Women’s Resource Center Lifts Up Working Women in West Michigan

Julie Bitely

| 3 min read

Woman at work
As a single mom to three children, Kristy Baker felt stuck in a low-paying job, unable to provide the life she wanted to give her family. She connected with the Grand Rapids Women’s Resource Center, where she worked on her interviewing and computer skills. She also found a mentor who believed in her. “I didn’t believe in myself until I found the Women’s Resource Center,” Baker said. “The mentorship really helped me believe in myself.” Through her mentor’s encouragement, Baker found a program that allowed her to work three days and go to school the other two on her way to becoming a medical assistant. She now works at Mercy Health and aspires to be a nurse. She no longer feels stuck and tells everyone she knows about the Women’s Resource Center. “Thank you for being that bridge,” she told a banquet room full of people during the WRC’s recent Pillar Awards, the 30th anniversary of the luncheon that recognizes West Michigan workplaces doing their part to “improve recruitment, retention and advancement of working women within an inclusive culture.”

A place for women to grow and thrive

Founded in 1973, the Women’s Resource Center was started to help women in the community grow professionally and personally. Stories like Baker’s are the norm here, with 79 percent of job-ready women finding meaningful employment through the WRC and 82 percent of women served able to retain employment after one year on the job. In 2018, more than 600 women benefited from WRC services, which include a business center open to women to conduct online job searches, work on digital job applications, update resumes and develop computer skills, computer classes to help women learn programs such as Word and Excel, resume coaching, a scholarship program, mentoring programs, job training and more. A Business Boutique even helps women find appropriate clothing to wear on job interviews. The center helps unemployed or underemployed women become self-sufficient through meaningful employment. No matter where you’re starting from, the WRC has a way to empower you, explained CEO Sandra Gaddy. She said a rising number of women are trapped in jobs with wages that make it unsustainable to raise a family, particularly as many are also faced with being the head of household as a single parent. Women who have been incarcerated also find it difficult to return to the workforce, Gaddy said. “Each woman has a unique story,” Gaddy said.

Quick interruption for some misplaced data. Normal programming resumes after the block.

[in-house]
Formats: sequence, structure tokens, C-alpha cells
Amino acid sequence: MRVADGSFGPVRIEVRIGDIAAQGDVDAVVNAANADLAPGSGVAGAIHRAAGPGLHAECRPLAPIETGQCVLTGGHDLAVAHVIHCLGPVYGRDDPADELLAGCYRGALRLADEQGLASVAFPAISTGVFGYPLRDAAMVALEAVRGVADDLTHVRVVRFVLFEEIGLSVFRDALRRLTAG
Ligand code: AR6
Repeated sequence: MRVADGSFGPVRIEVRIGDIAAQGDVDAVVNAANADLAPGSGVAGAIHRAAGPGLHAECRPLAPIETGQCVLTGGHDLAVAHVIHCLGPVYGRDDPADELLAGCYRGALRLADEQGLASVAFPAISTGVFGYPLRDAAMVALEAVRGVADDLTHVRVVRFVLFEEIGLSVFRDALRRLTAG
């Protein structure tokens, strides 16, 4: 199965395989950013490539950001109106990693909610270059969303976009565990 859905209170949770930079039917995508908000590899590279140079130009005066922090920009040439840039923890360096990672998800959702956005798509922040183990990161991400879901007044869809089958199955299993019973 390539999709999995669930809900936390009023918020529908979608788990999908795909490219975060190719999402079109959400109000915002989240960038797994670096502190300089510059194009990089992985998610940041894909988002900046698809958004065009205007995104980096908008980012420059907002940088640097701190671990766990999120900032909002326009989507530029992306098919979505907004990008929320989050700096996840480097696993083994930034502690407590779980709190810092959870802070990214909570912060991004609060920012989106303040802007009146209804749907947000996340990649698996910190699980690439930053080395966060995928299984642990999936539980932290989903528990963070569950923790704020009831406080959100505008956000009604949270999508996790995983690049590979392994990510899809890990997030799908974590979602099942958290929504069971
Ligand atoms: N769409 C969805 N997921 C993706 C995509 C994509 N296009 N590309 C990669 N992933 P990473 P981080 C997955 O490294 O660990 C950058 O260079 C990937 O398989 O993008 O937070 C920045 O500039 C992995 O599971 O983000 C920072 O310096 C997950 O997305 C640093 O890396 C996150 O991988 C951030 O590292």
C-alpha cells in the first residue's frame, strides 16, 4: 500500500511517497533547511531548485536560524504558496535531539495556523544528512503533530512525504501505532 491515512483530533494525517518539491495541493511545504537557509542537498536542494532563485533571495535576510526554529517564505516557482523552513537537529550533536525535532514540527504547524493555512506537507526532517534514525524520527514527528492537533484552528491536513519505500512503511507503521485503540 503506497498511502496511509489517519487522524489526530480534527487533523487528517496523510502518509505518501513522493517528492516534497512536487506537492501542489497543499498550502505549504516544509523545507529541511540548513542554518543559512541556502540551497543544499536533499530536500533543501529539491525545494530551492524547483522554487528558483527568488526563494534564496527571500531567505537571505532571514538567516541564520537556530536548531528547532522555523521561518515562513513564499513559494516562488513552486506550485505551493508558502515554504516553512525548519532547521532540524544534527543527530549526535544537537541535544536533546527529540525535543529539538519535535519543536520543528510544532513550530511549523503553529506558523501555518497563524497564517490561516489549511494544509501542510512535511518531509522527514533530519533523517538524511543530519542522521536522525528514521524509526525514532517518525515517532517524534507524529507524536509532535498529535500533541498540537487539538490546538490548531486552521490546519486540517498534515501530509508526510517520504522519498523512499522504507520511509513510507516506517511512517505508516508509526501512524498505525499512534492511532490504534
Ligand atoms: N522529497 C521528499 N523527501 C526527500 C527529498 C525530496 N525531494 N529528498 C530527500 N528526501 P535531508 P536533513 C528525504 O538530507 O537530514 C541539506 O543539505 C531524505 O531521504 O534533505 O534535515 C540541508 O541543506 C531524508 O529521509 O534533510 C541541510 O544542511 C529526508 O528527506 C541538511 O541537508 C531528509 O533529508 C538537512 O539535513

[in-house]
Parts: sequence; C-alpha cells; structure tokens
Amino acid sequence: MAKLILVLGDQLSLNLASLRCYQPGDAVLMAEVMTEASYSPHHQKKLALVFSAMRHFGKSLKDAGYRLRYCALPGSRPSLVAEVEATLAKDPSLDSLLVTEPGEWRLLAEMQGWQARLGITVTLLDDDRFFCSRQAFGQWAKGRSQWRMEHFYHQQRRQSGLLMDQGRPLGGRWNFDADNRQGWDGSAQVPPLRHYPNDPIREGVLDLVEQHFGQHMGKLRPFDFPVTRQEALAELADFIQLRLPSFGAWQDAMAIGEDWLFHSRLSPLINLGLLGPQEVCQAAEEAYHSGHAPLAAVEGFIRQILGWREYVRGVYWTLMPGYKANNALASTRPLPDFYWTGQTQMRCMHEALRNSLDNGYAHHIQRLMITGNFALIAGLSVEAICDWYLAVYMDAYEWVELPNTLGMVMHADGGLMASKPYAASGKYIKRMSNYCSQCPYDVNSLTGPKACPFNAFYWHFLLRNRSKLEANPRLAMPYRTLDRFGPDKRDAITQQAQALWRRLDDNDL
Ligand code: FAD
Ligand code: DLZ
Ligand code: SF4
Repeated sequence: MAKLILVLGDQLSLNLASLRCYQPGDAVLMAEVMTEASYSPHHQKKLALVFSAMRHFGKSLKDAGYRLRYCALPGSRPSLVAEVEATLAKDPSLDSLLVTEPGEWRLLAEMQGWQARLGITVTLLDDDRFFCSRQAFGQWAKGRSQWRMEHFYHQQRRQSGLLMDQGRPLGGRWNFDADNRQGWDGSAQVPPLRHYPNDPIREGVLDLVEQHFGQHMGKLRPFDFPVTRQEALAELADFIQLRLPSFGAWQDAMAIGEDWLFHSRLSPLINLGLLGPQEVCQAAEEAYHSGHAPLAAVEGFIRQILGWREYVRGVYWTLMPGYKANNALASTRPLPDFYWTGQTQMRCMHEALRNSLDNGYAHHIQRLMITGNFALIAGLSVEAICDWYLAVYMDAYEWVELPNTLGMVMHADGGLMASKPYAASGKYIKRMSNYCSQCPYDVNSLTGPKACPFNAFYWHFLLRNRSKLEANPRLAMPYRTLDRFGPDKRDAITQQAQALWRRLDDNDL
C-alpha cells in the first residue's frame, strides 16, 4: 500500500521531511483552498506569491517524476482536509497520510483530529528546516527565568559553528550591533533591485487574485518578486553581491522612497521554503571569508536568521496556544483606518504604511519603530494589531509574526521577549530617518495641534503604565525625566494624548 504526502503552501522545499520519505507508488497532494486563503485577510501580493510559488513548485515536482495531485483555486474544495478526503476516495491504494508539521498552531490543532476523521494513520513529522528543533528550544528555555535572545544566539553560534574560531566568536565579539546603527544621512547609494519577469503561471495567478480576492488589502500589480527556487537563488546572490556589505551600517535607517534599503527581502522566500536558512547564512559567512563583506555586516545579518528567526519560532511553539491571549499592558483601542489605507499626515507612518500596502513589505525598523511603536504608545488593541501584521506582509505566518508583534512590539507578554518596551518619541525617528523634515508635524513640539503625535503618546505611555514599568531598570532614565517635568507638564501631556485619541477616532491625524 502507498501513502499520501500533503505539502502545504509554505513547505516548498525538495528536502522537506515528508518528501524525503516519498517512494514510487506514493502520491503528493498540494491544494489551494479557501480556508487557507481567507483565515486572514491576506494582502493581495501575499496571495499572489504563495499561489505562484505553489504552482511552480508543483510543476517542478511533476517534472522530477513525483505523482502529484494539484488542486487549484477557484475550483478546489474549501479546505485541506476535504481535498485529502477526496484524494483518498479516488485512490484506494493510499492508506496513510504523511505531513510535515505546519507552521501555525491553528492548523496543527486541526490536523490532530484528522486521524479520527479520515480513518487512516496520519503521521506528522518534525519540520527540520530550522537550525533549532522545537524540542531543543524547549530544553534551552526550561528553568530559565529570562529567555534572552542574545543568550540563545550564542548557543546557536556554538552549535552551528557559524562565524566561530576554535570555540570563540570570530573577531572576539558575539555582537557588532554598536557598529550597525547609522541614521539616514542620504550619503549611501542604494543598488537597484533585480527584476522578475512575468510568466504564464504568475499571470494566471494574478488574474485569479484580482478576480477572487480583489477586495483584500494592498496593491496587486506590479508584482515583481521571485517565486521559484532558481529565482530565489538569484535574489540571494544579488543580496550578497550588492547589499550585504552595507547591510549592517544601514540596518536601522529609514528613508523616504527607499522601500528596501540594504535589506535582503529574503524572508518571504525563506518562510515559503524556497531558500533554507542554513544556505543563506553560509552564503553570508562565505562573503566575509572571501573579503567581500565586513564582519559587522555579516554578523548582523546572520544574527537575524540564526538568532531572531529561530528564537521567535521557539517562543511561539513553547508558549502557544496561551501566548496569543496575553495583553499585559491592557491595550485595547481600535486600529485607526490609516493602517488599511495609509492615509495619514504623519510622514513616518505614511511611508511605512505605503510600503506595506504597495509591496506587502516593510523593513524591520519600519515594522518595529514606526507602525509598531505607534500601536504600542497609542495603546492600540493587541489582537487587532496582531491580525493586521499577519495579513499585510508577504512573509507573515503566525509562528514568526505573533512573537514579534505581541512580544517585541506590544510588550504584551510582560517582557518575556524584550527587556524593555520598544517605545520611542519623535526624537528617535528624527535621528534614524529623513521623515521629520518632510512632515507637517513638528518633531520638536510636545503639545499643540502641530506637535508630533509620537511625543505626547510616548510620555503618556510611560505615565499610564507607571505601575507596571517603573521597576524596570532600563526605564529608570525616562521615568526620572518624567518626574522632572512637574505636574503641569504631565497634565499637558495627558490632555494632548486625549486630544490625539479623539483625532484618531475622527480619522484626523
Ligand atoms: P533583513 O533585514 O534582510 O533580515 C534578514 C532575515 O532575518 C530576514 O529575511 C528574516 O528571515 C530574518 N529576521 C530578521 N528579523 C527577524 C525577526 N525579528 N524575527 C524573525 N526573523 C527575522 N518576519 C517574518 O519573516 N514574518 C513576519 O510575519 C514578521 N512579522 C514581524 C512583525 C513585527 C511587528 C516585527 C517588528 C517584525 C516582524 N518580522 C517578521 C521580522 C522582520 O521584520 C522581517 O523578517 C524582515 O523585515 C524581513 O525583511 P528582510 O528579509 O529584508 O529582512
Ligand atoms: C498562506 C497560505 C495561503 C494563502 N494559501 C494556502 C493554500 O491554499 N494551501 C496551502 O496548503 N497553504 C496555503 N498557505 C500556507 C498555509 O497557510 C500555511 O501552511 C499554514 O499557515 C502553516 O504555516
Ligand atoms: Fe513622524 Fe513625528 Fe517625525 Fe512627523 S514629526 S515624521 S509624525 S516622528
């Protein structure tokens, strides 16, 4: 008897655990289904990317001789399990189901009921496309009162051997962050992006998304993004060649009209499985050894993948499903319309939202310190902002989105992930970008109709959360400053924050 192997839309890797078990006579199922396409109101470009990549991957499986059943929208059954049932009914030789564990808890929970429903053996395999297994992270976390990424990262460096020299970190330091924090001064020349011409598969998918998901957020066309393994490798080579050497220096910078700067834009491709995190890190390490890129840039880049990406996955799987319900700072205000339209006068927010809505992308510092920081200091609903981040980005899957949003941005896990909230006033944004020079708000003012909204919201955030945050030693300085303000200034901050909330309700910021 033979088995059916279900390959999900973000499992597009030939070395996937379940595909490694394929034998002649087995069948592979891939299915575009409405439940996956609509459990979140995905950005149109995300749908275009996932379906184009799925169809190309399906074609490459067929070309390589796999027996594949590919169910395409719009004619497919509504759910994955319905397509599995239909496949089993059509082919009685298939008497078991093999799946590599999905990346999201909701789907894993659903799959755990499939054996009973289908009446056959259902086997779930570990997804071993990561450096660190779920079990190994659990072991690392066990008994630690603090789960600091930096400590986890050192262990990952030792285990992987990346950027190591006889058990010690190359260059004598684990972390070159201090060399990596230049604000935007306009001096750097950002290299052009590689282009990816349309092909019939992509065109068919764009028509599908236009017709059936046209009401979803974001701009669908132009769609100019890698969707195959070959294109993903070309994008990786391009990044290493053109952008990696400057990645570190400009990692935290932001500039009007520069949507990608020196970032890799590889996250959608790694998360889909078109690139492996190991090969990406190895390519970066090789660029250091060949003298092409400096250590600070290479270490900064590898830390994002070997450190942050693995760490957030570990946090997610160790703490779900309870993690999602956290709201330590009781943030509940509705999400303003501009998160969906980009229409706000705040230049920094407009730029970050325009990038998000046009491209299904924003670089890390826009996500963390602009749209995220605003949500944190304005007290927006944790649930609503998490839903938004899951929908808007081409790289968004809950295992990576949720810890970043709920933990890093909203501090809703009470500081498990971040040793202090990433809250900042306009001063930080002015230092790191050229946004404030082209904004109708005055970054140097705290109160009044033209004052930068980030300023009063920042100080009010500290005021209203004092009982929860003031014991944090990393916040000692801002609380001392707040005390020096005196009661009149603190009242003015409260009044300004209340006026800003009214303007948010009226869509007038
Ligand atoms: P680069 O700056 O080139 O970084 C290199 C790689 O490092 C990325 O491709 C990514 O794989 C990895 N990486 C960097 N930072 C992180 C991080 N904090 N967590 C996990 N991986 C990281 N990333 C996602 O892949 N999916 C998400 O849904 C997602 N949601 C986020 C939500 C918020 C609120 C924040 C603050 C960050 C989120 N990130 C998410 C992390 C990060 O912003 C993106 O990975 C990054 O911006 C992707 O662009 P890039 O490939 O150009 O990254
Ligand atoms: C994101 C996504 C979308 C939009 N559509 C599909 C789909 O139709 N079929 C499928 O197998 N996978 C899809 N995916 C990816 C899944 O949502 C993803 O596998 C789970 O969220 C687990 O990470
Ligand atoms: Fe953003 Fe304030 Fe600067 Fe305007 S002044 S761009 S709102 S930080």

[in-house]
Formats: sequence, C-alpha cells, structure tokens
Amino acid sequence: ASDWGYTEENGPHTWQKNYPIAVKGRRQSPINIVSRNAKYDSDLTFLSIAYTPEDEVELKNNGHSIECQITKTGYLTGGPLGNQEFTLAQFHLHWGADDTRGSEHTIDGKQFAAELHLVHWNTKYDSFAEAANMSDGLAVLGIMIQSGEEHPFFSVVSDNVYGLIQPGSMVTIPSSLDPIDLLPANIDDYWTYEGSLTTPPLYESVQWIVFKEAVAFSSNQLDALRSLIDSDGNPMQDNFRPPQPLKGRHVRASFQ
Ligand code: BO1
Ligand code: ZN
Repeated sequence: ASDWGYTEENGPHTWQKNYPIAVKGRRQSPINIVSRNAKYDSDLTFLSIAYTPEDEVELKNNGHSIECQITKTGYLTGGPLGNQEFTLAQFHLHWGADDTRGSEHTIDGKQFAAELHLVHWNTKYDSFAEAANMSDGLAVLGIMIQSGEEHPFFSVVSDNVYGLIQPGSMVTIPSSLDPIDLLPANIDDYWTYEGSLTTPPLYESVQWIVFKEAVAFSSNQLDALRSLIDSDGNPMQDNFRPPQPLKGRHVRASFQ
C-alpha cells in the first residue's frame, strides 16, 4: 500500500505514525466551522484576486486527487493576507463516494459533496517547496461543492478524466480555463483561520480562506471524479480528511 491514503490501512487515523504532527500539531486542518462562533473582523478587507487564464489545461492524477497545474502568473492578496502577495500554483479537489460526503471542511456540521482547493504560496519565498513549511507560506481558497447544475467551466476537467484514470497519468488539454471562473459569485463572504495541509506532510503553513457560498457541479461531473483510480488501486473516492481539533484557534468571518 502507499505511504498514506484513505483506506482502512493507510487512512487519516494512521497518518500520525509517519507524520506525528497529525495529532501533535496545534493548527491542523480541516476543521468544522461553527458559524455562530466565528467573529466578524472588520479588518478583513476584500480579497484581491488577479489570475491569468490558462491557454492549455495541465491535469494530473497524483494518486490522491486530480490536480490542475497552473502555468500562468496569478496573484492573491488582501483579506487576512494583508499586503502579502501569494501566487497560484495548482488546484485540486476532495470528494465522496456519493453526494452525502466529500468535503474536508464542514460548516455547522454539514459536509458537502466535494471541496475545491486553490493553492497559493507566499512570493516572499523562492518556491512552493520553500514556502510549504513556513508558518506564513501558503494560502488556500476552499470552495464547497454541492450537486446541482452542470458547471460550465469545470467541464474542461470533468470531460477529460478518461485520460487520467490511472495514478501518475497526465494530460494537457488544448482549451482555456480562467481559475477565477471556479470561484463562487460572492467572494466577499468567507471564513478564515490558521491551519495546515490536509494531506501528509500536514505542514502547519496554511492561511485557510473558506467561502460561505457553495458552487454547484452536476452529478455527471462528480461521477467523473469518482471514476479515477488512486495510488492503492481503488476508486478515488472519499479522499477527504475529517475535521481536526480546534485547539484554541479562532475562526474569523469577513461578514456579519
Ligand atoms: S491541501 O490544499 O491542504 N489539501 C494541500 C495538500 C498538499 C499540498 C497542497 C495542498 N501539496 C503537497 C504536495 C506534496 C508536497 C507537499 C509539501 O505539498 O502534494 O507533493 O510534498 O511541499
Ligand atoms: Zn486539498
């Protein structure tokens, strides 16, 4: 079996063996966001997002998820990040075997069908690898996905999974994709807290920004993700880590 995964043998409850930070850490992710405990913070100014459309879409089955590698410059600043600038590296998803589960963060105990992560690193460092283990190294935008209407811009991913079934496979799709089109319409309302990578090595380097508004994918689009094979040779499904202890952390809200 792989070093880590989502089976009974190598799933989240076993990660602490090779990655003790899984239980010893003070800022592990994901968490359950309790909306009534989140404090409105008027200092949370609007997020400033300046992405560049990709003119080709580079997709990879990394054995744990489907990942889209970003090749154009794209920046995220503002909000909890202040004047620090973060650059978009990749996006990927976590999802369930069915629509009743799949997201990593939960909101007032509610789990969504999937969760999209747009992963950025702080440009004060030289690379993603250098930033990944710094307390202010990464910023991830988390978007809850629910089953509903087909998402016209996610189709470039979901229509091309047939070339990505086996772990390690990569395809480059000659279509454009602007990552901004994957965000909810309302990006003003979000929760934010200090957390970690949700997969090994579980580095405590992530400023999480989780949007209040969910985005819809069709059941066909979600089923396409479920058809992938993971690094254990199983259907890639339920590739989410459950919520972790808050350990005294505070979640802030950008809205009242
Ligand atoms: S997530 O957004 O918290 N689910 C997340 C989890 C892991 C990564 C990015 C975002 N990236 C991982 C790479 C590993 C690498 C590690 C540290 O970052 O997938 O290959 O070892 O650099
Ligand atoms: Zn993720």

Encouraging women-friendly workplaces

In addition to the services offered through the WRC, annual Pillar Awards recognize companies working to advance women at all levels in their organizations. Gaddy said priorities for all companies should include paid sick leave, fair and flexible work schedules, paid family medical leave, protection against harassment and equal pay for equal work. Career development and mentorship are also important components for companies to work toward and creating an inclusive and supportive workplace for women requires top-down leadership. “I challenge you to advocate for working women at all levels,” Gaddy said to the assembled business leaders at the Pillar Awards. Companies receiving 2019 Pillar Awards included Axios HR, Consumers Energy, Management Business Solutions and National Heritage Academies. Blue Cross Blue Shield of Michigan was the champion sponsor of the awards. If you found this post helpful, you might also enjoy:
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MI Blues Perspectives is sponsored by Blue Cross Blue Shield of Michigan, a nonprofit, independent licensee of the Blue Cross Blue Shield Association